Advanced technology is giving America the opportunity to be energy independent.

The surge in natural gas production is luring key industries to the United States. Advancements in hydraulic fracturing and horizontal drilling have lowered natural gas prices to a fraction of those in other countries, making the U.S. an appealing place to produce goods.

Natural gas costs $3.55 per million British thermal units in the U.S. compared to Japan, where it cost $16. It can be said that North America holds some of the world's cheapest energy within reach. After decades of outsourcing the production of goods, the availability of cheap natural gas and increasingly competitive labor costs have attracted companies in the petrochemicals, steel, fertilizer and fuel industries. With a plentiful domestic supply expected to continue, the edge should remain in North America for decades.

"It isn't just the huge reserves we have underground, said Tim Parker, manager of T. Rowe Price's natural resource stock portfolios. "No one else has our predictable cocktail infrastructure already in place, know-how, a relative abundance of water, and a favorable royalty regime that gives landowners a stake in the exploration game."

The U.S. has discovered so much more energy than it thought it had that some now talk about the possibility for North American energy independence. The reason? Advances in technology such as fracking, horizontal drilling and other improvements, which have increased natural gas production by 27 percent in just four years, have made the U.S. number one in gas -- with oil on its way.

"We could make OPEC ‘NOPEC’ if we really put our minds to it," says Charles Drevna of the American Fuel and Petrochemical Manufacturers. "We're talking decades, if not into the 100s of years, of supply in North America."

Rep. Doug Lamborn, R-Colo., of the House Natural Resources Committee says, "It's amazing the amount of energy in North America. When you include our Canadian and Mexican neighbors, we have so many resources that it's mind boggling."

And Rep. Ed Whitfield, R-Ky., of House Energy and Commerce Committee adds, "We have the unique opportunity at this particular time in our nation's history to really be energy independent."

Jack Gerard, president of oil industry's American Petroleum Institute says, "It's very realistic that we could be energy secure as a nation. ... It's been estimated by the Energy Information Agency that we could be the No. 1 oil producer in the world by 2020, surpassing Saudi Arabia. So this is a big deal. It's a game-changing opportunity, and it's of historic proportions."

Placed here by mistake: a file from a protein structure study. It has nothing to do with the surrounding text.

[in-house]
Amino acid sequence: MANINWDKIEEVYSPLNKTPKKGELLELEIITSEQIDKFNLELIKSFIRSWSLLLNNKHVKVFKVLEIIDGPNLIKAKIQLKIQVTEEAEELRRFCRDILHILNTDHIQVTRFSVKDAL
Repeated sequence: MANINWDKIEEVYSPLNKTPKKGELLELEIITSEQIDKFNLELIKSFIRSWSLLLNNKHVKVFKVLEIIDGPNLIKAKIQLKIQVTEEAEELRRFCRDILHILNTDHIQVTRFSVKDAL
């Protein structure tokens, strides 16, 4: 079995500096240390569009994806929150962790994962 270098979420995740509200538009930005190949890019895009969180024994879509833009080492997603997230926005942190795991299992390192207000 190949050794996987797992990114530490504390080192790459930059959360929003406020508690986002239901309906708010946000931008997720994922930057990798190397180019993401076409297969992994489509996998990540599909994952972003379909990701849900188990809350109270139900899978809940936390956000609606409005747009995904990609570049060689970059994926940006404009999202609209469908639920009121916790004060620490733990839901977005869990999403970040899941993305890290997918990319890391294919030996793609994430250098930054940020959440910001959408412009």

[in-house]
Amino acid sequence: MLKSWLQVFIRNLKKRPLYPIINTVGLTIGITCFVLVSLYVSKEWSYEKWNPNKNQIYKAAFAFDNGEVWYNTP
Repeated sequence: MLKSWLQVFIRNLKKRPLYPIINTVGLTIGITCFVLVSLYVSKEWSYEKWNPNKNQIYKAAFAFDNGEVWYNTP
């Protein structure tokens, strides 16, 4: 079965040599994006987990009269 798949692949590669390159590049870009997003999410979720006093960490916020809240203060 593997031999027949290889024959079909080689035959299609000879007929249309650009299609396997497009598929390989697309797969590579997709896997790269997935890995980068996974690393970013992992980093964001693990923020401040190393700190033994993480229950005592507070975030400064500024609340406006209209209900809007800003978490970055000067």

Even those who share the administration's desire to reduce the reliance on petrochemicals acknowledge government projections that the U.S. will produce one third more of its own oil by 2020. One analyst, however, says self reliance must include alternatives, such as wind, solar and more.

"We can reduce our dependence on foreign oil by shifting to electric vehicles and investing in public transportation, as well as having much more efficient cars, which are already under way," Daniel Weiss of the Center for American Progress said.

Either way, analysts say, being more energy sufficient could bring manufacturers back to the U.S., because they'd have a cheap and reliable source of energy.

"The primary driver right now the manufacturing industry is energy costs," Gerard said. "When you look at those potential opportunities to build new chemical plants, to expand steel capacity, bring home a lot of those jobs that left over the past decade, the primary driver is the cost of energy."

The price of natural gas has dropped from $13 to $3, giving the U.S. a huge competitive advantage. In fact, the U.S. is producing so much natural gas, there's talk of actually exporting it, meaning hundreds of billions usually sent overseas to buy energy would instead stay here at home to create jobs and boost the American economy.